Stuart, `Lord James`.

Reformation had many prominent persons that helped shape
the establishment of the Protestant – Presbyterian, Church
in Scotland. James Stuart, Earl of Moray was possibly the
most eminent layman who, like
Erskine of Dun,
was a mediator and conciliator at
times of crisis.

Stuart was born  about 1531, a natural son of James
V, and on his father`s side, brother to Mary Queen of
Scots. Known as simply `Lord James` until elevated to the
Earldom, his mother was Margaret, the daughter of 
John, twelfth Lord Erskine, fifth Earl of Mar. She later
married Sir Robert Douglas, laird of Lochgoin. As was the
practice of the time, James was given the ecclesiastical
benefice of Lord Prior of  St Andrews at the age of
three. The revenues from the post he continued to receive
until he was created Earl of Moray, on 10 February 1561/2.
His first direct contact with the evangelism of John Knox
was when the latter preached at Calder in 1555. He would
have learnt also from associating with other like minded
nobles such as the Earls of Argyll, Glencairn, the Lord of
Lorne and Erskine of Dun. He and Argyll wrote to Knox
inviting him to return to Scotland in 1556. 

Being of
royal blood, James was at the heart of Court affairs and
for some time he was a loyal servant to the Regent, Mary
of Guise, widow of James V. As a staunch Catholic Mary was
bent on maintaining Popery and intolerant of the free
speaking evangelists. She

summoned four preachers—Paul Methven, John Christison,
William Harlow, and John Willock—to Stirling to answer
charges of usurping the ministerial office and preaching
sedition.  Methven had preached at the first formal
Reformed Congregation meeting in Dundee and had a part in
a remonstrance to the Regent petitioning for reform in the
Church and the State, including hearing religion in the
Scots tongue. Mary first agreed that a meeting could be
held outside of Edinburgh, then changed her mind and
called their meeting an illegal conventicle. Against this
background there were concerns for the trial of the four
preachers which had been appointed for 10 May 1559.

Their many
supporters therefore assembled in Perth with the intention
of accompanying them to Court. Knox meanwhile returned to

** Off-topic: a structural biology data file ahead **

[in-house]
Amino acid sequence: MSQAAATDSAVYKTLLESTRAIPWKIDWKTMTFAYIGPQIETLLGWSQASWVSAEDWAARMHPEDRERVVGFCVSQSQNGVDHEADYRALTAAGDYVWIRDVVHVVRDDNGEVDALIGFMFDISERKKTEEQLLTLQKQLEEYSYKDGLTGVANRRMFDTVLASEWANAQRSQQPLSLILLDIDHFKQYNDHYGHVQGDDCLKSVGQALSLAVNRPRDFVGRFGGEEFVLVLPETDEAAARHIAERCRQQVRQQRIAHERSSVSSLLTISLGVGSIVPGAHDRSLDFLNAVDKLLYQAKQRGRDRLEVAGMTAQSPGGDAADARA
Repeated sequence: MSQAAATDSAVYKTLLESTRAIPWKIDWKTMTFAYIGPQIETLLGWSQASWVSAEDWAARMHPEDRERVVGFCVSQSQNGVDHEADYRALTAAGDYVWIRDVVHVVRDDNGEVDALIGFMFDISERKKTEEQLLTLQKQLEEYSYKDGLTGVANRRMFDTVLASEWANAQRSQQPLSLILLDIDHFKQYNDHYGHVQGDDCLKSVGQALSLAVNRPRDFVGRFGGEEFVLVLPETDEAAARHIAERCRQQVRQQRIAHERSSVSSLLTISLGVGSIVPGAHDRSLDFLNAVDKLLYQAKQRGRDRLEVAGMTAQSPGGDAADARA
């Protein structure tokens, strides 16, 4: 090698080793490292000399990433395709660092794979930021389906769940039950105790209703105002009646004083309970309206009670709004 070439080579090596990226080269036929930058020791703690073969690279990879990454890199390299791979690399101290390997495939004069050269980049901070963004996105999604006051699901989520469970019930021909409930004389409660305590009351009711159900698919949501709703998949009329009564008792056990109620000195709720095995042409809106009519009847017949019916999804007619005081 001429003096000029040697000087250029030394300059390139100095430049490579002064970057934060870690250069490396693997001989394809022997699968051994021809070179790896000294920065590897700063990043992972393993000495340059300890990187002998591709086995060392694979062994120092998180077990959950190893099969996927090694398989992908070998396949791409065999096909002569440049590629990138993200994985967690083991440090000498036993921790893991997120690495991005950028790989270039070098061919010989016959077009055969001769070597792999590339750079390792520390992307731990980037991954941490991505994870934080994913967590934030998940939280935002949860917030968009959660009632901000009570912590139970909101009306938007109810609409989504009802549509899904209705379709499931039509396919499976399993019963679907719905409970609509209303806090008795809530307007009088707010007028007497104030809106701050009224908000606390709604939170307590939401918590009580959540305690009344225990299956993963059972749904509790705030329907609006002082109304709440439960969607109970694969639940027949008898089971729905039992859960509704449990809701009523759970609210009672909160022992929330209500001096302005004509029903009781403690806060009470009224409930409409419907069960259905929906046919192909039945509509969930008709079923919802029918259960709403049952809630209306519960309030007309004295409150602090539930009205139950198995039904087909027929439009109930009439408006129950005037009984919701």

Scotland on 2 May in time to join the gathering, and add a
new impetus. Lord  James and Argyll were sent by the
Regent to ascertain  the circumstances and purpose of
the congregation assembled in Perth to which Knox sent a
challenging reply .

her enterprise would not prosper in the end, seeing that
she intended to fight against God

Mary`s response was to order the gathering to disperse
from Perth, but she had to agree to give them time to
leave peaceably because of the great numbers. The
gathering broke up and went its way, but Mary then turned
on Perth aided by French troops and loudly proclaimed 
that “no faith should be kept with heretics”. When the
preachers did not compear at Stirling (seemingly because
they had previously been dismissed)  the Regent 
declared them to be rebels and imposed fines on their
sureties. The treacherous treatment of the preachers
raised the temperature considerably, enraging both the
professors of Protestantism and the populace. The
following day, 11 May, Knox preached in Perth, and a boy
threw a stone at an idol on the altar of a church – the
rabelling of the churches and monasteries began.

The outcome
of the breaches of faith by the Regent was that Lord James
and Argyll both joined the Lords of the Congregation, and
signed the Perth Covenant of 31st May 1559. They then
invited the leaders of the movement to a meeting at St
Andrews on 3 June, bringing with them 3000 men at arms –
sufficient to fend off the Regent`s French guard and the
armed supporters of the Archbishop of St Andrews. 
The Regent called it rebellion and alleged that there was
a plot to place Lord James on the throne, even resorting
to forging letters from Francis II, King of France, and
wife Mary (Queen of Scots) upbraiding him for his
ingratitude. James responded to the letters firmly, saying
that he was unaware of having misplaced loyalties and
stated clearly his support for the reformation of

Over 3,000
French troops were landed at Leith forcing the
Congregation to remove to Stirling. When the French troops
descended on Fife and began pillaging the land, Lord James
and Argyll with about 600 supporters went to Dysart to
confront them. For  some twenty four days the valiant
Congregation force contained some 4,000 French troops. It
is said that Lord James and Argyll “never put off their
clothes during the whole time, and slept but little.”  
A Treaty with England and the arrival of English troops
forced a truce,  followed by a Treaty  in July
1560 that saw the end of French influence in Scotland and
the independence of a Protestant Scotland. Meanwhile,
Providence had intervened with the death of Regent Mary
(June 1560) and shortly afterwards King Francis II of
France. This left the young widow, Mary Queen of Scots
free to return to her native Scotland.

Regent Moray